Meanwhile, the Oxford coronavirus vaccine has been found to produce an immune response in both young and older adults.

"It is encouraging to see immunogenicity responses were similar between older and younger adults and that reactogenicity was lower in older adults, where the COVID-19 disease severity is higher," a spokesperson for the manufacturer AstraZeneca said.

Latest Data

In Tuesday's daily data another 22,885 UK positive tests were reported and 367 deaths. Deaths can often be lower over weekends and then rise early in the week.

There are 9199 COVID-19 patients in hospital and 852 ventilator beds are in use.

Dr Yvonne Doyle, medical director of Public Health England, commented: "We continue to see the trend in deaths rising and it is likely this will continue for some time. Each day we see more people testing positive and hospital admissions increasing."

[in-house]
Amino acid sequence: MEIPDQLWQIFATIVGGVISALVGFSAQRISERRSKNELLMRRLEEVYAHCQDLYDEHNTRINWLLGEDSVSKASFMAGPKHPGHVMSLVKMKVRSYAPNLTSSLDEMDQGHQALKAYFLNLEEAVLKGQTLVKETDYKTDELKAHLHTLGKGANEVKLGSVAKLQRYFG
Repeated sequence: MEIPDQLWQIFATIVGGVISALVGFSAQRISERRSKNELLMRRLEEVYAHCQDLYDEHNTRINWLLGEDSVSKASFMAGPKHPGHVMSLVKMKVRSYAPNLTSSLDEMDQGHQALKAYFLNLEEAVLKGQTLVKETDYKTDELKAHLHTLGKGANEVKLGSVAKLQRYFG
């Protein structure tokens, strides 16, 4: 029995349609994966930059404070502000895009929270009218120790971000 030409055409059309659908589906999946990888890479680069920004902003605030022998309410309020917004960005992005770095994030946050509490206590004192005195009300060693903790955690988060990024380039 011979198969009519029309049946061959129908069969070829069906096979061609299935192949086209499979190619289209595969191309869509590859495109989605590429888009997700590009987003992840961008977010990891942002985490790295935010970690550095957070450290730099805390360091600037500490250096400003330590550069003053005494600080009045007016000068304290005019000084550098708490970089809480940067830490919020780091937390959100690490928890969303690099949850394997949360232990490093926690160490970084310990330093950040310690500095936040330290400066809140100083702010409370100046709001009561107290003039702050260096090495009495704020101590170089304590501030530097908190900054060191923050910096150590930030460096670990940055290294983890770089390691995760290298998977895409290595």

Office for National Statistics (ONS) data for the week ending 16 October show the number of deaths registered in England and Wales was 6.8% above the 5-year average.

'Novel coronavirus (COVID-19)' accounted for 6.4% up from 4.4% the previous week.

Hospital deaths remained below the 5-year average, while the number of deaths in private homes and care homes were above the 5-year average.

The UK's COVID-19 death toll has passed another landmark to 61,116, The Guardian reported. The figure comes from the latest ONS, Scottish, and Welsh weekly statistics, plus latest daily figures.

Separate ONS data show only around a third of those who tested positive for COVID-19 reported any evidence of symptoms at the time of their test.

Exeter University research published in Critical Care Medicine found hospital death rates among those with severe COVID-19 have dropped since the peak of the pandemic.